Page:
Law Times

May 8, 2017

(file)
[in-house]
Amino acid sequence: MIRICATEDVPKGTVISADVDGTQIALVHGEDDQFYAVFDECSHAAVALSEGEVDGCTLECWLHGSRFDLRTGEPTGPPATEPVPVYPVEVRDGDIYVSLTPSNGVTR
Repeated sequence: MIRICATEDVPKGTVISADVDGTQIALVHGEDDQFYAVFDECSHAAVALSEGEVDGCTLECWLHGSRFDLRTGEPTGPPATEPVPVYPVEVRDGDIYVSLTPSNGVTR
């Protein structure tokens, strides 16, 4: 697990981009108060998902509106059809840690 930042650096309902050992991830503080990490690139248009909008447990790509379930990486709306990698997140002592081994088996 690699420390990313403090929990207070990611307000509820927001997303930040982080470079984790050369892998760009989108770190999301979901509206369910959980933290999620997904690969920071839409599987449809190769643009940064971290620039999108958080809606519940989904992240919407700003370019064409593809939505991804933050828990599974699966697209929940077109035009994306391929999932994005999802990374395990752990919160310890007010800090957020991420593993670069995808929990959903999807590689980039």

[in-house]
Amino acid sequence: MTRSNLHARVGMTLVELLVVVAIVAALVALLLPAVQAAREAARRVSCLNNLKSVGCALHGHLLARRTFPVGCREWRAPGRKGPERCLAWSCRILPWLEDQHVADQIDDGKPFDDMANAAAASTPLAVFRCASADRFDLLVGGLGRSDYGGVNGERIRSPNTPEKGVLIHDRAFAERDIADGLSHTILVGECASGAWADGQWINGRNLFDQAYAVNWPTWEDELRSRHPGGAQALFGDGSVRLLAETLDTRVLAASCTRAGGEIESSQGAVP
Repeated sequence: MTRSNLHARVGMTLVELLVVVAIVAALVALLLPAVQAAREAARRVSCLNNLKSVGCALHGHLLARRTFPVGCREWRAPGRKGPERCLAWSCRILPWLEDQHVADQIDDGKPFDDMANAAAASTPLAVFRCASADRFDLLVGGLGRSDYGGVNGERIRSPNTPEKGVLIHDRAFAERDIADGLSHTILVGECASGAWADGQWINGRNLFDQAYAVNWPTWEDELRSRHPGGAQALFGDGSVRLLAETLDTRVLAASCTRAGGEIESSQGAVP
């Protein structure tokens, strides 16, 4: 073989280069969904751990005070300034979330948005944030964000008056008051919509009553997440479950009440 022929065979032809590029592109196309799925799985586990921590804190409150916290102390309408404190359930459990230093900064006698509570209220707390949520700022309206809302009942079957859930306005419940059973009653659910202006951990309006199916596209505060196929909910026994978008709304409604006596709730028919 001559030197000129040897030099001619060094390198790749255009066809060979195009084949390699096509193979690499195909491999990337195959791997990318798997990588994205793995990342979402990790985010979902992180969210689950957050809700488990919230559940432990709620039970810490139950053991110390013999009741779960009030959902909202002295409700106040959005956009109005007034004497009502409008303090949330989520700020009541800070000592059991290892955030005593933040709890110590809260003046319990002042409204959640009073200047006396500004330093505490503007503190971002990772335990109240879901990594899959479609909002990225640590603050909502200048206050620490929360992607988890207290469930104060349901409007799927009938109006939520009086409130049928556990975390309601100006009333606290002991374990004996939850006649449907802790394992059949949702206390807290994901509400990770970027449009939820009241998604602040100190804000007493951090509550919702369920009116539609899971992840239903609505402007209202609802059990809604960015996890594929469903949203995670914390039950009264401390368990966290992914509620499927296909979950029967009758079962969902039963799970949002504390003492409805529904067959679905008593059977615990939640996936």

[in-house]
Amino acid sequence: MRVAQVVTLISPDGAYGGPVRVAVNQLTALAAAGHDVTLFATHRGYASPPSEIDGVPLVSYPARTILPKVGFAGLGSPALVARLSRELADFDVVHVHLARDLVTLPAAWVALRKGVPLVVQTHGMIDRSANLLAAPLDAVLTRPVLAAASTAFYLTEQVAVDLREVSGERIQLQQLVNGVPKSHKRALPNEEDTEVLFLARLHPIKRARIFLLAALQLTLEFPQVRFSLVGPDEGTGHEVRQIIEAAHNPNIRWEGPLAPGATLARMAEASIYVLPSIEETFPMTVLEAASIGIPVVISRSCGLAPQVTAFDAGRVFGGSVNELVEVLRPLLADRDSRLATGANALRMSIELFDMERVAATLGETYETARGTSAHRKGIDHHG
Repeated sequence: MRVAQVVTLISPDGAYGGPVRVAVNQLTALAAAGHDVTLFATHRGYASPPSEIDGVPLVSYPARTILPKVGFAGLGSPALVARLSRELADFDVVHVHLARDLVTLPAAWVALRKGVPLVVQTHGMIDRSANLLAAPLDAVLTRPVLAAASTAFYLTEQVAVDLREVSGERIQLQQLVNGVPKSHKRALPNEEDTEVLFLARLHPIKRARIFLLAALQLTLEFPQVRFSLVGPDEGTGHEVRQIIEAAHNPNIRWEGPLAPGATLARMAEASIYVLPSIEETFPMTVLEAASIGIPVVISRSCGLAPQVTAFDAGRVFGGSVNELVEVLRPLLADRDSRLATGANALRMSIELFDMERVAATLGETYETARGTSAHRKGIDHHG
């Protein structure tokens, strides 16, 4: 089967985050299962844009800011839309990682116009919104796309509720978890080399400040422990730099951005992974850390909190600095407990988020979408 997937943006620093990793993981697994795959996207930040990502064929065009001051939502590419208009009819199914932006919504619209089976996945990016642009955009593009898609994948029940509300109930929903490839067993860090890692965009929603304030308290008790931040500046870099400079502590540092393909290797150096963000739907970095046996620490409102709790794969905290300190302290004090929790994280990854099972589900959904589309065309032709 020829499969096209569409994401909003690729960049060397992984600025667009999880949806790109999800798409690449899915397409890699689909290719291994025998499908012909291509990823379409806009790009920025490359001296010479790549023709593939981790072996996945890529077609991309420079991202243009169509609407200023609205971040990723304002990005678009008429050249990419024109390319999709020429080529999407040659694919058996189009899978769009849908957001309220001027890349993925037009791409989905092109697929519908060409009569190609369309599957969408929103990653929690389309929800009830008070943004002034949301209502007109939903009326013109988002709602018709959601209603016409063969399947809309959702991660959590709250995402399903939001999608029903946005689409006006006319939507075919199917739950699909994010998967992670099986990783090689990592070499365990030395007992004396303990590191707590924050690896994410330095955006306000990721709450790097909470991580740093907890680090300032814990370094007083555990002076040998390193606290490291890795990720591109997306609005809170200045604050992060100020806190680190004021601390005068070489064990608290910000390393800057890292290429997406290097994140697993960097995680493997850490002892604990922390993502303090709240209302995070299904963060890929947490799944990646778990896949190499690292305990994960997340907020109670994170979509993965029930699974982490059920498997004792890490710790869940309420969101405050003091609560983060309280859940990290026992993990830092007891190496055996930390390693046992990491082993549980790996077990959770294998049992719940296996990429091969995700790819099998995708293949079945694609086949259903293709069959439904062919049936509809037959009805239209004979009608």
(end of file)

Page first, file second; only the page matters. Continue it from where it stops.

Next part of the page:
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Law Times • may 8, 2017 Page 15 CASELAW felt ill that night with husband calling ambulance for her. R was taken to hospital and intubated, but lung infection had spread to other organs. R was taken off life support at hospital, on agree- ment of husband and son. R's husband and son alleged that C's negligence caused aspiration of lungs, which led to R's death. Husband and son claimed that R was not adequately prepared for procedure. Husband and son claimed that C should not have proceeded with procedure, once it was apparent that R had food in her stomach. Husband and son brought action against C, for negligence. Action allowed. C's claims regarding R's liquid diet were not supported either by C's sparse notes, or by evidence of husband and son. C's claims were also inconsistent with writ- ten instructions, given to hos- pital for gastroscopy patients. C should have declined to proceed with surgery, when it was clear R had food in her stomach. R was likely not properly instructed. Based on expert evidence, aspi- ration likely took place in hos- pital. Placement of R on left side was consistent with aspiration in left lung. C's actions were below standard of care, and caused R's death. Rycroft v. Gilas (2017), 2017 CarswellOnt 2857, 2017 ONSC 1397, M.D. Faieta J. (Ont. S.C.J.). PROVINCIAL MATTERS Regulation of health professionals Committee failed to provide physician with procedural fairness Inquiries, Complaints and Re- ports Committee (ICRC) of Col- lege of Physicians and Surgeons of Ontario found that applicant family physician's notes were becoming increasingly illegible, that patient record was incom- plete, and that quoted transcrip- tion fee was excessive. ICRC re- quired physician to complete re- cord keeping course, and review of 25 charts by assessor. Assessor concluded that physician did not meet standard of practice with respect to record keeping in 22 charts, and reported on issues of patient care. Assessor's second report, in response to physi- cian's response and in which she revised opinion and withdrew some criticisms, was not pro- vided to physician. ICRC's sec- ond decision required required physician to complete continu- ing education or remediation program and to be supervised by preceptor. Physician brought application for judicial review. Application granted, and mat- ter remitted to different panel of ICRC for reconsideration. ICRC failed to provide physician with procedural fairness. Decision was of importance to physician. Physician had legitimate expec- tation that he would be provided assessor's reports and be given opportunity to respond. College intended to provide report to physician, and did so after ren- dering its decision. Zaki v. Ontario College of Physicians and Surgeons (2017), 2017 CarswellOnt 3709, 2017 ONSC 1613, Sachs J., Nor- dheimer J., and Gilmore J. (Ont. Div. Ct.). Appeal board applied correct test for revocation of physician's privileges Physician developed friendly, consensual relationship with registered nurse employed by hospital with whom he worked closely in catheterization lab. Relationship deteriorated over ensuing months into obses- sion. In February 2012, physi- cian sent nurse threatening let- ter, following which physician was immediately suspended and then given second chance when he agreed to take volun- tary leave of absence pending investigation. In March 2012, physician and hospital signed agreement regarding return to work plan providing in part that physician acknowledge inap- propriateness of his behaviour and that he have no further con- tact with nurse. Letter warned that further violation of code of conduct or other hospital poli- cies could result in discipline up to termination of privileges. In August 2012, physician sent nurse unwanted card and letter, nurse complained, and physi- cian was advised that he would be suspended under hospital's bylaws. In lieu of immediate suspension, physician agreed to voluntary leave of absence from lab pending mental health suspension, but later withdrew consent to take leave of absence from work and undergo men- tal health assessment. Medical advisory council considered physician's request but recom- mended that physician not be allowed to work in lab pending mental health assessment, and in October 2012 physician was suspended upon discovery that he had accessed nurse's personal health records. Harassment of nurse continued after suspen- sion. In October 2013, medical advisory council recommended revocation of physician's hospi- tal privileges, and following full hearing before hospital board, physician's hospital privileges were revoked on basis that his significant and repeated breach- es of law and hospital policy were sufficient to justify revoca- tion. Appeal board found that even though physician did not pose continued threat to safety of patients or staff at hospital, his actions of October 2012 were sufficiently serious or egregious to justify revocation of privileg- es. Physician appealed. Appeal dismissed. Appeal board ap- plied correct test for revocation and set out proper question for reconsideration in determining whether or not to confirm de- cision of hospital board. It was reasonable for appeal board to conclude, based on evidence, that physician's mental health condition did not explain his past actions. Reasons of appeal board explained evidence they considered, test applied, and conclusion reached and found that physician's actions were sufficiently egregious to justify revocation of privileges. Gupta v. William Osler Health System (2017), 2017 CarswellOnt 4169, 2017 ONSC 1294, Sachs J., Nordheimer J., and Spies J. (Ont. Div. Ct.). Ontario Criminal Cases Criminal Law POST-TRIAL PROCEDURE Appeal from conviction or acquittal Accused's appeal from conviction for forgery and fraud was dismissed Accused was bookkeeper/ac- countant for large company. In eight-week period 97 cheques, totalling over one million dol- lars, were issued with forged sig- nature of company's vice presi- dent. Accused was convicted of forgery and fraud. Accused appealed conviction on basis, inter alia, that verdict was un- reasonable. Appeal dismissed. Basis of grounds of appeal was complainant's evidence that he agreed he signed some cheques to fraudulent payees during pe- riod when forged cheques were all signed. Accused submitted that trial judge was not entitled to discount that evidence and explain why he did not accept it, but had to treat it as raising reasonable doubt and require Crown to rebut defence of com- plicity. Trial judge thoroughly reviewed evidence and analyzed in particular accused's credibil- ity in light of that testimony. He concluded that in light of rest of complainant's evidence and whole of evidence, evidence could be explained by passage of time, witness' anger at being defrauded, and language dif- ficulties. There was no error in trial judge's approach. He was entitled to accept all or some of witness' evidence. He gave clear reasons for his conclusions. His findings were accorded defer- ence. There was no basis on which to set aside verdict. R. v. Atwal (2017), 2017 CarswellOnt 3919, 2017 ONCA 228, K. Feldman J.A., K. van Rensburg J.A., and G. Pardu J.A. (Ont. C.A.); affirmed (2015), 2015 CarswellOnt 10648, 2015 ONSC 4425, Hill J. (Ont. S.C.J.). (Ont. C.A.); affirmed (2016), 2016 CarswellOnt 9515, 2016 ONSC 3668, Hill J. (Ont. S.C.J.). PRE-TRIAL PROCEDURE Disclosure of evidence Temporary publication ban over certain material was appropriate Justice issued production or- der directing media company and reporter to produce certain documents and data pertain- ing to communications with or concerning accused, individual charged but not arrested yet for six terrorism offences and who was believed to have left Cana- da to join ISIS in Iraq or Syria. Reporter wrote and published three articles for media compa- ny about accused's involvement with ISIS. Articles were based in large part on communications between reporter and accused through text messaging service. Applicants' application for order setting aside sealing order was dismissed. Trial judge found sealing order to remain in force for two weeks to permit parties to exercise right of appeal after which access would be permit- ted to copy of Information to Obtain (ITO) that had been re- dacted to prevent disclosure of information that was subject to national security claims, in- formation that could disclose identity of specific person and information contained in para- graphs relating to investigative procedures. Trial judge found accused knew before he left Canada that he was under inves- tigation by Canadian security authorities such that there was little risk accused would alter his behaviour on social media. Trial judge found police ought not to be required, as part of price of obtaining production order, to publicly disclose investiga- tive steps that they proposed to take in future. Trial judge found information regarding two in- dividuals was not redacted as those individuals were already well known to media and be- cause far from suggesting that these two persons had any kind of connection to, involvement with or sympathy for terrorists or terrorism, contents of rel- evant paragraphs clearly dem- onstrated opposite. Trial judge found information regarding another individual was redacted as they were in different posi- tion and had told officer that if they had known that their iden- tity would be made public at this stage of process, they would not have talked to police. Trial judge found that person's implicit con- cern for safety was reasonable concern. Trial judge found pub- lication of portions of the ITO concerning accused's alleged in- volvement with ISIS and setting forth statements he was alleged to have made would put his right to fair trial in jeopardy, not only because of potential impact of that information on impartial- ity of jury but also because of its capacity to stigmatize him. Trial judge found based on binding jurisprudence it was not open to accept that as matter of principle allowing access but prohibiting publication was not reasonable alternative. Applicants appealed. Appeal allowed in part. Reason- ableness was proper test when considering constitutionality of order. More interventionist standard of review should not be applied when media is target of order. Trial judge made no misapprehension of evidence, considered relevant factors, and made no extractable legal error. Balancing of competing inter- ests favoured making produc- tion order. Trial judge took into account possible chilling effect and noted that source did not request confidentiality. Crown not required to show that mate- rial sought essential to prosecu- tion. When production orders or search warrants are issued, often there is no prosecution underway and investigation is in formative stage, so that what is necessary to prove case is not known. Reasons for redacting identity of specific individual were reasonable. Certain mat- ters of police procedure should not have been redacted as they steps were obvious. Temporary publication ban over certain materials was appropriate, and parties invited to make further submissions regarding which material should be subject to ban. Temporary order had less deleterious effect on open court principle. R. v. Vice Media Canada Inc. (2017), 2017 CarswellOnt 3901, 2017 ONCA 231, Alexan- dra Hoy A.C.J.O., Doherty J.A., and B.W. Miller J.A. (Ont. C.A.); varied (2016), 2016 CarswellOnt 4901, 2016 ONSC 1961, Mac- Donnell J. (Ont. S.C.J.). Evidence HEARSAY Exceptions Business records were admitted pursuant to statutory exception to hearsay rule Accused was convicted of his- torical sexual assault and sexual exploitation against complain- ant. Offences occurred when complainant was between 13 and 16 years old and accused was his Big Brother. Follow- ing parties' agreement, trial judge admitted records from Big Brothers organization as prima facie evidence of truth of their contents and allowed Crown to file them in reply. In particular, trial judge accepted dates in records as to when re- lationship between accused and complainant began and ended, in preference to accused's evi- dence and in corroboration of complainant's evidence. Ac- cused appealed convictions. Appeal dismissed. As statutory exception to hearsay rule, s. 30 of Canada Evidence Act allows business records to be admitted into evidence, upon satisfaction of formal criteria as set out in that section of Act. Crown hav- ing met formal prerequisites under s. 30 of Act, records were admissible as business records as prima facie proof of truth of their contents. Admission of records created no unfairness to accused and came as no sur- prise. Big Brothers records were admissible into evidence, and weight that trial judge gave to records was exercise of his dis- cretion that was subject to defer- ence absent error. No basis was seen to interfere. R. v. Campbell (2017), 2017 CarswellOnt 3742, 2017 ONCA 209, John Laskin J.A., C.W. Hou- rigan J.A., and L.B. Roberts J.A. (Ont. C.A.).